Low act puts firefighters at risk

IT was a low act that could have put the lives of an entire town at risk.

Yesterday it emerged that, this week, as volunteer firefighters were run off their feet battling an outbreak of grassfires across Central Queensland, callous thieves stole six two-way radios from a Dululu rural fire truck.

The theft, sometime between Monday and Wednesday, left this brigade’s firefighters with no hand-held communication equipment, their only form of emergency contact during fires.

If this crew were called to a fire on Wednesday, they would have been forced to respond without this crucial equipment, said Col Vardy, first officer of the Dululu rural fire brigade.

“Lives could have been put at risk and we were lucky we weren’t called to fires on Wednesday,” Mr Vardy said.

Mr Vardy, who reported the incident to Goovigen police, is urging the thieves to simply drop the radios back at the Dululu fire shed.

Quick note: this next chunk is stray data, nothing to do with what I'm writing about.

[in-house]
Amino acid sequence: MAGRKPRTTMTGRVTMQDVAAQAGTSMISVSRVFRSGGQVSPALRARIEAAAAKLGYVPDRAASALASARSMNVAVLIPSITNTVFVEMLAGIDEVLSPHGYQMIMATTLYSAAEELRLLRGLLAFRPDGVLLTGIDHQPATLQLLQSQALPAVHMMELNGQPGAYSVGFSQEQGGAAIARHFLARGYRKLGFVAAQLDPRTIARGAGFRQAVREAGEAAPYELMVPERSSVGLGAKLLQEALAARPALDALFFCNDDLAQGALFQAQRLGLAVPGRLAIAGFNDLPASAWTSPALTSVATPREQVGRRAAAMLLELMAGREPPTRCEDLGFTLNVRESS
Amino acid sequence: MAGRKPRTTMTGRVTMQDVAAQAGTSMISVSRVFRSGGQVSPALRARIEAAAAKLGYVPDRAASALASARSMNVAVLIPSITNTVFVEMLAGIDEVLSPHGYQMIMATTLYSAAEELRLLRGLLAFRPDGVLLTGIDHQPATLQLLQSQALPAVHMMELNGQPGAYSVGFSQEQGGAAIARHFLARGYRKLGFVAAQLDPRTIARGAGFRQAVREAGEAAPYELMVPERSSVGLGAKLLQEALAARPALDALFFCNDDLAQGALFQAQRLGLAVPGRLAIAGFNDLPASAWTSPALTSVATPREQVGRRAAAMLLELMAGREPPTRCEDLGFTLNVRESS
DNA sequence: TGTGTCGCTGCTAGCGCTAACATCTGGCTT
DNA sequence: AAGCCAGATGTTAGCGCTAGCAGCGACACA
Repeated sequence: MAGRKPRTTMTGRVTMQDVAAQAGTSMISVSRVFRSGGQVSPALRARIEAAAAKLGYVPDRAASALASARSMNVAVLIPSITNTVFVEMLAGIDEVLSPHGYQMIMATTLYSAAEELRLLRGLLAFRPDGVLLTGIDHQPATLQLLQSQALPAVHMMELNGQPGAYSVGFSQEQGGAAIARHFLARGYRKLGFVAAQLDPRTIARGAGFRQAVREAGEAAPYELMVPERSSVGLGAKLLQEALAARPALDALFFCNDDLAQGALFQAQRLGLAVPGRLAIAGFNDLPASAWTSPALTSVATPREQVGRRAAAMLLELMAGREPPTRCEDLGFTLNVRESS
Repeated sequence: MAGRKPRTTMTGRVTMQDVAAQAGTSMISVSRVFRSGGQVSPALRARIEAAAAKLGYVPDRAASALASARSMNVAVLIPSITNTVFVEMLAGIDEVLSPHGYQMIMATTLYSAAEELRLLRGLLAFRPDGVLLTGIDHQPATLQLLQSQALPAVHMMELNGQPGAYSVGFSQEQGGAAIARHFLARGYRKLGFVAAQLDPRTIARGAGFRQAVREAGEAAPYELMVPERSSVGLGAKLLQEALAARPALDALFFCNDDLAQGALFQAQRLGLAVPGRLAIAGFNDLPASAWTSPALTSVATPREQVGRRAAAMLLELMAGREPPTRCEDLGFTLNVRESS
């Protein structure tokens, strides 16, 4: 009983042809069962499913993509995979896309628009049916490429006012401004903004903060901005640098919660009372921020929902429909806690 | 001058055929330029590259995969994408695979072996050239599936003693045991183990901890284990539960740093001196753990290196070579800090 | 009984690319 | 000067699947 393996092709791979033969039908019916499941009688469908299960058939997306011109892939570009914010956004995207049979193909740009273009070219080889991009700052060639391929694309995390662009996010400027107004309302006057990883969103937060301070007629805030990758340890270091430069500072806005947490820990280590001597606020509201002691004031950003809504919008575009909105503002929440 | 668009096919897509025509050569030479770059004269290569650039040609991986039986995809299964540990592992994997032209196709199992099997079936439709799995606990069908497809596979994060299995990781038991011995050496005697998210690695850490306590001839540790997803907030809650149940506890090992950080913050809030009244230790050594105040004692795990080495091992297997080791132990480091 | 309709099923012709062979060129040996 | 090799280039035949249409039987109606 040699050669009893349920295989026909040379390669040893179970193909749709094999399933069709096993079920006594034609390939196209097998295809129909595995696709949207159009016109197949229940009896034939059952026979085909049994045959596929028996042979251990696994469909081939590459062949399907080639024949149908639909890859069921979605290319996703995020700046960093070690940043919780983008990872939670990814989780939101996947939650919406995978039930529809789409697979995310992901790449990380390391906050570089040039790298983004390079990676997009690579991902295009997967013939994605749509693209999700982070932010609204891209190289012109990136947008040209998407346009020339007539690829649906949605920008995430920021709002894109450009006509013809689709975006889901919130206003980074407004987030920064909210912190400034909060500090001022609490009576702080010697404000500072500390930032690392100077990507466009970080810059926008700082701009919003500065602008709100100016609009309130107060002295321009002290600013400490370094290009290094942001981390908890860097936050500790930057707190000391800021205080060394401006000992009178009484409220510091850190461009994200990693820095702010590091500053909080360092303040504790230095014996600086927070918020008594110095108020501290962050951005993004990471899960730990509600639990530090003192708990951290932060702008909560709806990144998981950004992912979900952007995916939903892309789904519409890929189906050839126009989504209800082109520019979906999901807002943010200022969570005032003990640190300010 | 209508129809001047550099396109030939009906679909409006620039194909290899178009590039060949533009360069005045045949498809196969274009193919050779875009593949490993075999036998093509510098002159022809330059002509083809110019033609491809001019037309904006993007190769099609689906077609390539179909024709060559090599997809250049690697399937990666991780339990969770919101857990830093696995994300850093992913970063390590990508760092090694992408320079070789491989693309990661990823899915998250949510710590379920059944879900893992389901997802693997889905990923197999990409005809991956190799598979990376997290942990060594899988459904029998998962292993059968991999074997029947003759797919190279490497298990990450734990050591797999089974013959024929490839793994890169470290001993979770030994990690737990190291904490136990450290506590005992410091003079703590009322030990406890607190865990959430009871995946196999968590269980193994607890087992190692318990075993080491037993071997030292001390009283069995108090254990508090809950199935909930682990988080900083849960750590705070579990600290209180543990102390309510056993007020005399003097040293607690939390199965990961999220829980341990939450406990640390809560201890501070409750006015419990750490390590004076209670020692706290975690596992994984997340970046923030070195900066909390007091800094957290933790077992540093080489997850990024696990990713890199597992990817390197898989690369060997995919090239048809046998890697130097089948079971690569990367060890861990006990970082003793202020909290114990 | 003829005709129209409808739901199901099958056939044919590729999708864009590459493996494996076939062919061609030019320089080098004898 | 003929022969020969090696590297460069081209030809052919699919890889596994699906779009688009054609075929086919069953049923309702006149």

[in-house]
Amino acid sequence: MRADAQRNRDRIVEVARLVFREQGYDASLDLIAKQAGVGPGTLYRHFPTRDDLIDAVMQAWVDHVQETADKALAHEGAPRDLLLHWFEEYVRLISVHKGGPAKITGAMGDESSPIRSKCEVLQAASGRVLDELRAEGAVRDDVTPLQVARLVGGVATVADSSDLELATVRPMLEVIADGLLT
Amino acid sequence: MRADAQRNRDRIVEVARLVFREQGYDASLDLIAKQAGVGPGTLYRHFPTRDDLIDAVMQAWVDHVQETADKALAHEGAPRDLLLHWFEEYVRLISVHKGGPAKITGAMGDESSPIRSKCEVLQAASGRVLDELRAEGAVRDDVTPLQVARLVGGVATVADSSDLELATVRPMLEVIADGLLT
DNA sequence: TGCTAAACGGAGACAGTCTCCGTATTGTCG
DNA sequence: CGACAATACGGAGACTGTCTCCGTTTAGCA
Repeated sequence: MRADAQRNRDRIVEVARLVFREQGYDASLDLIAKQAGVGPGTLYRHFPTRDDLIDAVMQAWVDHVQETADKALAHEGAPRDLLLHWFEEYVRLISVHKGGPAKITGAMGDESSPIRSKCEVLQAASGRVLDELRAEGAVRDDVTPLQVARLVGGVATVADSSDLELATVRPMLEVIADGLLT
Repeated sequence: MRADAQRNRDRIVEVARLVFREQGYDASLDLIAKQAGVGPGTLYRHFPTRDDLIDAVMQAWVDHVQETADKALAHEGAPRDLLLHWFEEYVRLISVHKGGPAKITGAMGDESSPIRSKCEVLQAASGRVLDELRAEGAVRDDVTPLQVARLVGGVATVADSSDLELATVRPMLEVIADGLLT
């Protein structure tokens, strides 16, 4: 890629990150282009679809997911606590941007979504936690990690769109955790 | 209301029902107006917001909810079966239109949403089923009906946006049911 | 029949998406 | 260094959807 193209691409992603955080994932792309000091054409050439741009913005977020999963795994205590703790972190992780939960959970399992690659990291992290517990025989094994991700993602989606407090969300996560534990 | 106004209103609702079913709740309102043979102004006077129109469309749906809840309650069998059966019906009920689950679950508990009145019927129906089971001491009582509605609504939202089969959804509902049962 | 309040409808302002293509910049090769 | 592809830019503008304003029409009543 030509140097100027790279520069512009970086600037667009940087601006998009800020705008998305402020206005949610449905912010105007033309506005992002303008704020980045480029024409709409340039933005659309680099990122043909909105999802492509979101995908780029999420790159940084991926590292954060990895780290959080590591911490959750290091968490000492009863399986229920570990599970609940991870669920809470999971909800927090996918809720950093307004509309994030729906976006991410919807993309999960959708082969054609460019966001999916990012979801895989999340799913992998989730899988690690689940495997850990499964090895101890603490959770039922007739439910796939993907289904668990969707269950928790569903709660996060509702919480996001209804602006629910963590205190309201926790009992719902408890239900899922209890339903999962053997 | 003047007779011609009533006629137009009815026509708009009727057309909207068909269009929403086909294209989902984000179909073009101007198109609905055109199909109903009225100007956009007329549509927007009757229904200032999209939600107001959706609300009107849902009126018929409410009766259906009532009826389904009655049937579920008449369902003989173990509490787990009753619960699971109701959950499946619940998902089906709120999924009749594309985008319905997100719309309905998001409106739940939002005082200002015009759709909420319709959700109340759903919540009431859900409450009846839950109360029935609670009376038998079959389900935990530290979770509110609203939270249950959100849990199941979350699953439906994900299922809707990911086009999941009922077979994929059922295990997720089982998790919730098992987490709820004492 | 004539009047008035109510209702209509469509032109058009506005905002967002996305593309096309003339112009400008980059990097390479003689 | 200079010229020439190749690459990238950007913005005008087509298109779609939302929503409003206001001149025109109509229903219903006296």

“The radios are engraved so they won’t be able to be sold for anything,” he said.

Yesterday fire authorities said the Dululu crew would be given hand-held radios if they were called to the fire ground.

Col Vardy, who has been a volunteer firefighter for nearly 30 years, works full-time for the Department of Community Safety and is also a part-time volunteer for the State Emergency Service.

Anyone with information that might assist police should contact Crime Stoppers on 1800 333 000.



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